The Sheldon Honey Bees - Toronto Outdoor Education Schools

January 12, 2018 | Author: Anonymous | Category: Science, Biology, Botany, Plants
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The Sheldon Honey Bee Book

The Sheldon Honey Bee Book Written by Steve McElroy Photographed and Edited by Steve McElroy Andy Kennedy Tricia Barrett Paul Thornton Nicole Espenant Tracy Carreau Brenda Carling March, 2010 All photos taken at Sheldon Centre for Outdoor Education, Toronto District School Board

Table of Contents What is a Honey Bee?


Why Bees are Important


Life of a Honey Bee Larvae The Queen Drones Workers Cleaning Cells Feeding Larvae Comb Construction Making Honey Guarding Foraging

8 9 10 11 12 13 14 15 16 17 19

Beekeeping Checking Hives Adding a Queen Disease Collecting Honey End of the Year

22 23 29 30 32 38

Words in italics are in the glossary

What is a Honey Bee?

Potter Wasp

Honey Bee

Bumble Bee

The honey bee is one of the thousands of bee species in the insect class. Many bee species live alone. Honey bees live in colonies of 50,000 or more. The colony can survive through the winter by eating honey. People often confuse bees and wasps. Bees are hairy and less aggressive than wasps.

Why Bees are Important

Tiny yellow pollen grains are sticking to the hairs on this bumble bee

Millions of years ago, bees and plants with flowers evolved to depend on each other. The bees need pollen and nectar from flowers for food. The plants need bees to spread pollen between flowers. This is called pollination. The pollen is needed so the plants can grow fruit containing seeds. The seeds are spread by animals that eat the fruit. The bees, the plants, and the fruit eating animals all need each other for survival.

The entrance at the bottom can be covered if this colony is moved

Many kinds of insects act as pollinators. Honey bees are especially important to people because beekeepers can move colonies to crops and orchards that are too large to be pollinated naturally. About one third of our food comes from plants that need to be pollinated.

These apples started as flowers requiring pollination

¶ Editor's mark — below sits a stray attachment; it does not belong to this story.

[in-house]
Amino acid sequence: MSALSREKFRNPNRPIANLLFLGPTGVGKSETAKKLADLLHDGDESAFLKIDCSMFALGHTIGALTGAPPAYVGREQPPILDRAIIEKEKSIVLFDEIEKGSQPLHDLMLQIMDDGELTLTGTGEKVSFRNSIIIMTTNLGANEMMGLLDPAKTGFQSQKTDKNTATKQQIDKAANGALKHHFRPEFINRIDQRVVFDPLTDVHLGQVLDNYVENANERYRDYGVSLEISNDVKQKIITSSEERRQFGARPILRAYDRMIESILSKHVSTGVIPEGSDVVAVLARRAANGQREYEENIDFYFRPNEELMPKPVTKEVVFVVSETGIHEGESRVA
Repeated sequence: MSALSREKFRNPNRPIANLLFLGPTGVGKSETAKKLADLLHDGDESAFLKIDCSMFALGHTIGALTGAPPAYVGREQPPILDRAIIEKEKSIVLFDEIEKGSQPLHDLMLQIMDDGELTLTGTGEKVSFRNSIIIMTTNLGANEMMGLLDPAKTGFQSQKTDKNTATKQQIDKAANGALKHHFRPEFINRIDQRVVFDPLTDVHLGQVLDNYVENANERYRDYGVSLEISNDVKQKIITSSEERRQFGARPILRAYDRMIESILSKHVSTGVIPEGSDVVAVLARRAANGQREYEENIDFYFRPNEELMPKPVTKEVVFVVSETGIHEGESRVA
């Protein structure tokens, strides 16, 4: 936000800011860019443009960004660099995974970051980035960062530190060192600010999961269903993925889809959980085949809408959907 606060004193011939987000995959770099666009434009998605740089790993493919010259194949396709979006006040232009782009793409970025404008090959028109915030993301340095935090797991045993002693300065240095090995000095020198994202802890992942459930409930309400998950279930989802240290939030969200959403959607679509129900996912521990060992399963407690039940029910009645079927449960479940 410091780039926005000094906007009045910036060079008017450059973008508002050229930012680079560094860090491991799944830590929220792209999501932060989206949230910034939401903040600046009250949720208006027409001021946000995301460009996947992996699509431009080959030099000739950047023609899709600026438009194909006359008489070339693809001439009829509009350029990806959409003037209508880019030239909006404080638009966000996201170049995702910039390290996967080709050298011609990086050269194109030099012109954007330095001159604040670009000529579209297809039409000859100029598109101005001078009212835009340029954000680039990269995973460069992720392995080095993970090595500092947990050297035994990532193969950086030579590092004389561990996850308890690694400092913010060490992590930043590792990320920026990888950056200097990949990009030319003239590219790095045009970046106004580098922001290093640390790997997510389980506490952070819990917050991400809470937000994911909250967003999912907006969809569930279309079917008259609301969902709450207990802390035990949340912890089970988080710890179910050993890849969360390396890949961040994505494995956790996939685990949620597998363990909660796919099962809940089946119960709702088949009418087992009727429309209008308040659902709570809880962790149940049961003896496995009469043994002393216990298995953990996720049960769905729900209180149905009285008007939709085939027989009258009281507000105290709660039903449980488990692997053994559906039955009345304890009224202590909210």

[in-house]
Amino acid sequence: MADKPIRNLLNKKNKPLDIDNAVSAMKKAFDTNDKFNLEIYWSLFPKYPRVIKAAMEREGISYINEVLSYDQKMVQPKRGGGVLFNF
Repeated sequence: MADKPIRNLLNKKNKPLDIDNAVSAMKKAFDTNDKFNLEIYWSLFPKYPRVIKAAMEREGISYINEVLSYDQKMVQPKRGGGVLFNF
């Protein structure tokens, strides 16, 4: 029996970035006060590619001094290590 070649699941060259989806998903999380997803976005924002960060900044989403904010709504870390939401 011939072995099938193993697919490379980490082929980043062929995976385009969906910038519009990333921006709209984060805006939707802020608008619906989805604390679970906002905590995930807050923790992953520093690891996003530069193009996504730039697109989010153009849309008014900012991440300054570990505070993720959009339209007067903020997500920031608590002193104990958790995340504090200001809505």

Just a few examples of bee-pollinated foods are apples, oranges, strawberries, pumpkins and almonds. Bees also pollinate crops like clover and alfalfa that are fed to animals raised for meat and dairy products. Honey bee pollination services are much more important to humans than the honey and wax that bees also provide for us.

Life of a Honey Bee

The frames containing the wax cells can be removed for inspection

Bees cooperate so well that a bee colony (also called a hive) appears to behave as one animal. Each bee instinctively performs the tasks that help the colony survive. A colony needs a queen, many thousands of female workers, and several dozen male drones.


Adult workers, capped larvae and uncapped larvae

After three days an egg will hatch into a helpless larva. It grows very quickly. The larva is fed by adult bees for five to seven days before its cell is capped over with wax. While it is capped it will pupate then emerge as an adult bee. The time from the egg being laid to emerging as an adult bee is 16 days for a queen, 21 days for a worker, and 24 days for a drone.

The Queen

The queen can lay more than a thousand eggs per day

The queen is the mother. When a new queen is needed, the workers continuously feed a few worker larvae large amounts of royal jelly. The first queen to hatch stings the others to death, or fights if another queen emerges at the same time. After a one time mating flight, the queen might not leave the hive again. There can only be one queen.